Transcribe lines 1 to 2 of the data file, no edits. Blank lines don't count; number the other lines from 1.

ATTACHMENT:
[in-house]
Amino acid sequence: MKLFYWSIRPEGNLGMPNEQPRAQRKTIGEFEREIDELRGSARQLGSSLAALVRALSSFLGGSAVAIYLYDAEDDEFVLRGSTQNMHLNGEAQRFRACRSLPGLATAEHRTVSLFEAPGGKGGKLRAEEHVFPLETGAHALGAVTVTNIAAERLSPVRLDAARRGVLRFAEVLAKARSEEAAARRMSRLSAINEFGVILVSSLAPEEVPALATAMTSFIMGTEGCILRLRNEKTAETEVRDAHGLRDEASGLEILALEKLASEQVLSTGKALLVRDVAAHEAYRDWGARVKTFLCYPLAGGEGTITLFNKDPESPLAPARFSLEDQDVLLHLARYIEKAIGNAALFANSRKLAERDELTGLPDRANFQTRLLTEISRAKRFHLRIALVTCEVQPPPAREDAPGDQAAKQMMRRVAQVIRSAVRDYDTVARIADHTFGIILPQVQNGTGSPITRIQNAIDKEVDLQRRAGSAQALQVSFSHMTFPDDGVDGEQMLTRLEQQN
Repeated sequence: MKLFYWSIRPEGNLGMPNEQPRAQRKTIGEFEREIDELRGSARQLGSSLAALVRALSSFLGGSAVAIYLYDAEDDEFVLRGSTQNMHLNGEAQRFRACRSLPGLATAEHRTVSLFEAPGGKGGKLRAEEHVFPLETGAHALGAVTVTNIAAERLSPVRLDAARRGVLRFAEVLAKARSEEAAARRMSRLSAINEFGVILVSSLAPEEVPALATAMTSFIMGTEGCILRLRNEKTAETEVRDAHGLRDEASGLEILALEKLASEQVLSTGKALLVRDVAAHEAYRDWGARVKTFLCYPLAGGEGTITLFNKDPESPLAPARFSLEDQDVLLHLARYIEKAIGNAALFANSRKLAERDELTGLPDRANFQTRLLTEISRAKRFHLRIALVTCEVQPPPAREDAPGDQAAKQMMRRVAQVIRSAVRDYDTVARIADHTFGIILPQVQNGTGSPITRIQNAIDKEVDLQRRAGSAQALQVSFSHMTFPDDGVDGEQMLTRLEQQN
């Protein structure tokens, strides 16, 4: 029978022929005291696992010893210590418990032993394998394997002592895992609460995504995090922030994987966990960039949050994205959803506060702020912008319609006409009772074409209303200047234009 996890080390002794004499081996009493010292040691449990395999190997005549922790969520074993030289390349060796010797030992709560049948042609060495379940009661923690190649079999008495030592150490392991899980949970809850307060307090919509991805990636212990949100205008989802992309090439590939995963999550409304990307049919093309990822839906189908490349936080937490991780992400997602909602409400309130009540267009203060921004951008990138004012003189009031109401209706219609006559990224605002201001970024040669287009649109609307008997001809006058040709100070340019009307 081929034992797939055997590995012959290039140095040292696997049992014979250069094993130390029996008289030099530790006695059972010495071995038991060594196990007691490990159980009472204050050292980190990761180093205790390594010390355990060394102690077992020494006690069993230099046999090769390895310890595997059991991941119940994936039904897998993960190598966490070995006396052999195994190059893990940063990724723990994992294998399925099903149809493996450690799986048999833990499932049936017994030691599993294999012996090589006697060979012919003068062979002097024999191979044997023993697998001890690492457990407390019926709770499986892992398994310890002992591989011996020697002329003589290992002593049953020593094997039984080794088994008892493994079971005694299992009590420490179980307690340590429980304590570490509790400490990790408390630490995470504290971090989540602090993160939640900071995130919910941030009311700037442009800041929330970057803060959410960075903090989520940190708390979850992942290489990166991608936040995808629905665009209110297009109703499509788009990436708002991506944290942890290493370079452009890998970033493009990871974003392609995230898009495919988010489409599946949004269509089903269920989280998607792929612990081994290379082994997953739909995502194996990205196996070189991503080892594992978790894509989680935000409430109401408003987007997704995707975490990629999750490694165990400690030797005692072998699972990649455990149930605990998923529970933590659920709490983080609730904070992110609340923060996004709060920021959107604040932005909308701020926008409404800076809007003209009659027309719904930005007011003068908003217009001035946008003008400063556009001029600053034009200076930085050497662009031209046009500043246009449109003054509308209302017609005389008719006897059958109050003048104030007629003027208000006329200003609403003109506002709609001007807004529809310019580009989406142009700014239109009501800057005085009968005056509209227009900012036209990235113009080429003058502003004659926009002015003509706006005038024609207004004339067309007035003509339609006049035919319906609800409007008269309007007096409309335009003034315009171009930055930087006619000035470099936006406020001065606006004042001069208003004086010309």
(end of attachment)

[in-house]
Amino acid sequence: MKLFYWSIRPEGNLGMPNEQPRAQRKTIGEFEREIDELRGSARQLGSSLAALVRALSSFLGGSAVAIYLYDAEDDEFVLRGSTQNMHLNGEAQRFRACRSLPGLATAEHRTVSLFEAPGGKGGKLRAEEHVFPLETGAHALGAVTVTNIAAERLSPVRLDAARRGVLRFAEVLAKARSEEAAARRMSRLSAINEFGVILVSSLAPEEVPALATAMTSFIMGTEGCILRLRNEKTAETEVRDAHGLRDEASGLEILALEKLASEQVLSTGKALLVRDVAAHEAYRDWGARVKTFLCYPLAGGEGTITLFNKDPESPLAPARFSLEDQDVLLHLARYIEKAIGNAALFANSRKLAERDELTGLPDRANFQTRLLTEISRAKRFHLRIALVTCEVQPPPAREDAPGDQAAKQMMRRVAQVIRSAVRDYDTVARIADHTFGIILPQVQNGTGSPITRIQNAIDKEVDLQRRAGSAQALQVSFSHMTFPDDGVDGEQMLTRLEQQN